Senate Payroll Holiday Bill Is a Logistical Disaster

December 21, 2011 J

While most of the reporting has focused on the political implications of the Hosue rejecting the Senate’s two-month payroll tax holiday, the far more important question is whether the Senate bill is sound public policy. It is not. Not only did the most past a vastly superior version that extended the holiday for a full year and addressed numerous other economic issues, but the Senate version is fatally flawed in its implementation of a two-month holiday.

To be clear, the bill does not cleanly extend the current Social Security employee share of 4.2 percent for two months. Instead, it creates a two-tiered payroll tax with a rate of 4.2 percent for the first $18,350 of income in those 60 days, with a 6.2 percent rate above that. For the first time, we would have a graduated, progressive system of tiered rates for payroll taxes.

This establishment — for the first time — of multiple rates of payroll tax presents serious logistical challenges for payroll processors. In fact, the National Payroll Reporting Consortium is strongly opposed to the Senate bill based on this feature, writing:

The difficulty is in establishing a new Social Security Taxable Wage limit of $18,350 for the two-month extension period. More than ten percent of the workforce1 is likely to meet that limit, and would be subject to the higher 6.2% tax rate for earnings over that amount. However, many payroll systems are not likely to be able to make such a substantial programming change before January or even February. The systems affected tend to be highly complex, normally requiring at least ninety days for a change of this magnitude for software testing alone; not to mention analysis, design, coding and implementation.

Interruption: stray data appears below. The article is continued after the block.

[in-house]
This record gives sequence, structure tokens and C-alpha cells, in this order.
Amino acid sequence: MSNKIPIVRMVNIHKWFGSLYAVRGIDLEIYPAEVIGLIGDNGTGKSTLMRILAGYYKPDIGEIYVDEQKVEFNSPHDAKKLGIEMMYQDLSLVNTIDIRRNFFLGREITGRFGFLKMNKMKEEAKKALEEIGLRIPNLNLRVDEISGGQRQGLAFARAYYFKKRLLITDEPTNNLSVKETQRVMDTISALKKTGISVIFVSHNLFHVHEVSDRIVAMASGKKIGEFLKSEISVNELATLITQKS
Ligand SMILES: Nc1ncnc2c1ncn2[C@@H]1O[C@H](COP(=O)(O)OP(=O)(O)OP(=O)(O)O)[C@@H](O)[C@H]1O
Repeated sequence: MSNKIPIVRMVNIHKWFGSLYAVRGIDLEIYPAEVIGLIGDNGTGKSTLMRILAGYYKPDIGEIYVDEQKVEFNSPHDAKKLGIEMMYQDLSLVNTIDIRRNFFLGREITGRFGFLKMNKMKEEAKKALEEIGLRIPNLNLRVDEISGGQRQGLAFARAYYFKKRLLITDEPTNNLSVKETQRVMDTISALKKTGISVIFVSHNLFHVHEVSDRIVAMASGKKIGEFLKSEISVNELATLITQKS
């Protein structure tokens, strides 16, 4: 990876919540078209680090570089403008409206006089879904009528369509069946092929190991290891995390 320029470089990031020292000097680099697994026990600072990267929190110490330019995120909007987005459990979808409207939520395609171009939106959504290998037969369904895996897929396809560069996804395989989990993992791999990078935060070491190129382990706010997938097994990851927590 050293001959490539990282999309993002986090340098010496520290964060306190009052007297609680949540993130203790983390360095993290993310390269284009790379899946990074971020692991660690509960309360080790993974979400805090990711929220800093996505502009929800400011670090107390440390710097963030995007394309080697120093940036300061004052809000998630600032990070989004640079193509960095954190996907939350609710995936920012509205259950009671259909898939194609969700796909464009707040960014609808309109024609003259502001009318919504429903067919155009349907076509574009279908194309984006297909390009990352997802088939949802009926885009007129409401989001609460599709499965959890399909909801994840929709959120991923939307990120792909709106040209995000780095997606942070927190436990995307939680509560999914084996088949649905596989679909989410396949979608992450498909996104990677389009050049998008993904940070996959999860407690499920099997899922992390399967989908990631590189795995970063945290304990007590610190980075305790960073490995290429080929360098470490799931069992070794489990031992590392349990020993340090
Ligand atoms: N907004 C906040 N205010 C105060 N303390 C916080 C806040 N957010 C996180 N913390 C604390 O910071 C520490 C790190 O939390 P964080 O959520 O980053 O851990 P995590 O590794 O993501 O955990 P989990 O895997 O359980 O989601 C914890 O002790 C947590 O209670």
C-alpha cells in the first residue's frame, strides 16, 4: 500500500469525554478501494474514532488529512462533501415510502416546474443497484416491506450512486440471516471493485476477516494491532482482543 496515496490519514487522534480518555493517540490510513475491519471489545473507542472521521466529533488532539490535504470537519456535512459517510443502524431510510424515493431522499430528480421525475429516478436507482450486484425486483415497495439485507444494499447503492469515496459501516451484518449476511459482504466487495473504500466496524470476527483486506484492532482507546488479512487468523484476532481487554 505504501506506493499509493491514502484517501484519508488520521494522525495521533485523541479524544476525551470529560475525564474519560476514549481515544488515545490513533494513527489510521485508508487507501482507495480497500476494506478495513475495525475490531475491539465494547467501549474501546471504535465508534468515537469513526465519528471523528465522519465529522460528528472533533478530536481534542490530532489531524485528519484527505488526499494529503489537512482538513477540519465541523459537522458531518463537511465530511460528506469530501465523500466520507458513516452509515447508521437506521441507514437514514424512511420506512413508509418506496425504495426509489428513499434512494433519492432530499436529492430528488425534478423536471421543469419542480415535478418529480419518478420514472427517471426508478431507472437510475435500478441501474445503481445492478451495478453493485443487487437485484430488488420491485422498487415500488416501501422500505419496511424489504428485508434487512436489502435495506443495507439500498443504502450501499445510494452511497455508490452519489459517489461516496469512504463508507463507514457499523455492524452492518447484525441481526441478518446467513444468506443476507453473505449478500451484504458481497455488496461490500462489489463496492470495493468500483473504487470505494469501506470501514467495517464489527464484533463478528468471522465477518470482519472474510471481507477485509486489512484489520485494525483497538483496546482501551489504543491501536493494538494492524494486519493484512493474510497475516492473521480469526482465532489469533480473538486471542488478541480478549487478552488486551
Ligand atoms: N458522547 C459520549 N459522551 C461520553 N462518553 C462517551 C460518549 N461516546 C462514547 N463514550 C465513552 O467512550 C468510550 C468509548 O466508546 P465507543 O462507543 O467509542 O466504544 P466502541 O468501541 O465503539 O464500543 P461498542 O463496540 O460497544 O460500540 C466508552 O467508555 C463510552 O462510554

It appears that, remarkably, 89 senators voted to pass this legislation without bothering to consult with payroll processors on whether it could actually be implemented. Moreover, a mad dash to implement this untested, unprecedented change would have unpredictable consequences and costs that it simply makes no sense to impose on businesses.

In light of the logistical disaster the Senate bill would cause, Speaker Boehner and House Republicans are clearing doing the right thing rejecting this bill and insisting on an extension that doesn’t present such severe logistical problems.

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